This has arguably been the turning point that has convinced a large part of the Catalan population that a solution to the economic woes that affect Catalonia is not politically feasible within Spain. And the same feeling arises when it comes to discussions on identity. At this point, it might be pertinent to ask whether both the economic and identity arguments for independence conceal in fact a deeply-rooted political tension which, to date, has proved insurmountable.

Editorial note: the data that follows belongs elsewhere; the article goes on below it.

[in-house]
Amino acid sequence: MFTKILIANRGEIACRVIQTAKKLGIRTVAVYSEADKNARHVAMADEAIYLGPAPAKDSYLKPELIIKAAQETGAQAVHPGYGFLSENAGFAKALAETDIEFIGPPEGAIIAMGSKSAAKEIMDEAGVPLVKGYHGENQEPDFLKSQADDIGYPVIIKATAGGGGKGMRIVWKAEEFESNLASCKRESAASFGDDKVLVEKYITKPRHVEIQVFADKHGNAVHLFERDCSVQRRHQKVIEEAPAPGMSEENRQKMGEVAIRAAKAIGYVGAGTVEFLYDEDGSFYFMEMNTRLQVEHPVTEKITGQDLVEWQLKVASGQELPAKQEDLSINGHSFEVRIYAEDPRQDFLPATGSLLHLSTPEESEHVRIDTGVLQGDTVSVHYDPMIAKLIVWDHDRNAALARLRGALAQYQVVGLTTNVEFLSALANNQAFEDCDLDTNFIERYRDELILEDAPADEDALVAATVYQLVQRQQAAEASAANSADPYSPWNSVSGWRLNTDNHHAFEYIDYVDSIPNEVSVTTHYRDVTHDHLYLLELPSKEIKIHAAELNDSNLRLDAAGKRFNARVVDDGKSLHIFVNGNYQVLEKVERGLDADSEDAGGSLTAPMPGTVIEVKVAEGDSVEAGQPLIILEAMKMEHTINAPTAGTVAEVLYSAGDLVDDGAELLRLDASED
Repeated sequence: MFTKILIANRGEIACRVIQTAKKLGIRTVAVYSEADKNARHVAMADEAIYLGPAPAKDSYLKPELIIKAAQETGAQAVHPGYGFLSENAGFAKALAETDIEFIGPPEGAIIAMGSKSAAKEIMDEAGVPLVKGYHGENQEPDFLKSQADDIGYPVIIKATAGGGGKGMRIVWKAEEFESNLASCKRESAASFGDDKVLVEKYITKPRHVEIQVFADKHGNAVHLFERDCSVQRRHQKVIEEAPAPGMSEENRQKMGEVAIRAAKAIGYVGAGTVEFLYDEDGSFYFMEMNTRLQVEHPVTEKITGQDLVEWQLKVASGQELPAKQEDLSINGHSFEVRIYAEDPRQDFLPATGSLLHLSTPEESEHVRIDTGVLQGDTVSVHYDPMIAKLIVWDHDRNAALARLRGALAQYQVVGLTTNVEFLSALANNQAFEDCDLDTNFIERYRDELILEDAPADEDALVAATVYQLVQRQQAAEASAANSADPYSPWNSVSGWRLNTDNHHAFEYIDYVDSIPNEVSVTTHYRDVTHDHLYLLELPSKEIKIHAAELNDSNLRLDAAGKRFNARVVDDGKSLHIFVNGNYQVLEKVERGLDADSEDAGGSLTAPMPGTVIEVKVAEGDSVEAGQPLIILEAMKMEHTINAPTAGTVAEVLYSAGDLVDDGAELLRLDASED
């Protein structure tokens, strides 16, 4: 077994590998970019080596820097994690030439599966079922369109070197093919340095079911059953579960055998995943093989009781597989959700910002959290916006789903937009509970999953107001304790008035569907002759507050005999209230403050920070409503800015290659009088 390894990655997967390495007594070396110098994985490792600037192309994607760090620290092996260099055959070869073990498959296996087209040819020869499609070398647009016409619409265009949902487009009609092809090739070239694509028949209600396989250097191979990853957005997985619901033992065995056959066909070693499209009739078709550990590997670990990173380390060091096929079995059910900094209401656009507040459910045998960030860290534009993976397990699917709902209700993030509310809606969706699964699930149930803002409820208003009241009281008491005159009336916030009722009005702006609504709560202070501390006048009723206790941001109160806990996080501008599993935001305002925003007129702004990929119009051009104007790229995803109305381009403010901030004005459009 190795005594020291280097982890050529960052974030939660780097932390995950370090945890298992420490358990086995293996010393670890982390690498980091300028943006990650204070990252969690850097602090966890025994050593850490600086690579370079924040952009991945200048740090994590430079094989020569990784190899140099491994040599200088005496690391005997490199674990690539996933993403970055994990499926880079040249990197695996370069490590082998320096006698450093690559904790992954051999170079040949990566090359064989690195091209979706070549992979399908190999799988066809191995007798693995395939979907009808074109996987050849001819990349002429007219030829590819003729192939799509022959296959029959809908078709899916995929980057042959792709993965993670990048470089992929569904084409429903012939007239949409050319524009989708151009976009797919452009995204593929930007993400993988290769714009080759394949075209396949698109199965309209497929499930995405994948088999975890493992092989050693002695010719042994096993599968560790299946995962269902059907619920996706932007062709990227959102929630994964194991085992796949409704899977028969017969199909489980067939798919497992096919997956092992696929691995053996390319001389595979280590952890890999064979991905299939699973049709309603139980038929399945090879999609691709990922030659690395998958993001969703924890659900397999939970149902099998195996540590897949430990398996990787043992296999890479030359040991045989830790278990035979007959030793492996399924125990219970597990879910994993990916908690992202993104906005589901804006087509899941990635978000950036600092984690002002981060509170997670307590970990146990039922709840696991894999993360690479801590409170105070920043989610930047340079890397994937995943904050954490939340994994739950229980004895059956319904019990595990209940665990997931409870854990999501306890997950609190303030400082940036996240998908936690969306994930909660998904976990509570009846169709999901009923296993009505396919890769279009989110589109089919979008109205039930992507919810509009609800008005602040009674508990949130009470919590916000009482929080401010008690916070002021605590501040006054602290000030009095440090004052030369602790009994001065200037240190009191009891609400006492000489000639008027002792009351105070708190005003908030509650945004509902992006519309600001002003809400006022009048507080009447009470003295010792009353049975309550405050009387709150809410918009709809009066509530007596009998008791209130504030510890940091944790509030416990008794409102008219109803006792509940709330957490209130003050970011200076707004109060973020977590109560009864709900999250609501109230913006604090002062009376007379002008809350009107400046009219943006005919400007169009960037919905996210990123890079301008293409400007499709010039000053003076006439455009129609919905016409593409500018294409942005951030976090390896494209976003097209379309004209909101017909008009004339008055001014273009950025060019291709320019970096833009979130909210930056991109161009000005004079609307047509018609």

Or, as Germà Bel has put it: ‘when relationships lack mutual respect and are only based on material interests, all that is received is too little and all that is given is too much. In those cases, only one thing is clear: the relationship does not work, and, therefore, the time to make decisions has come’.
Note: This article gives the views of the author, and not the position of EUROPP – European Politics and Policy, nor of the London School of Economics.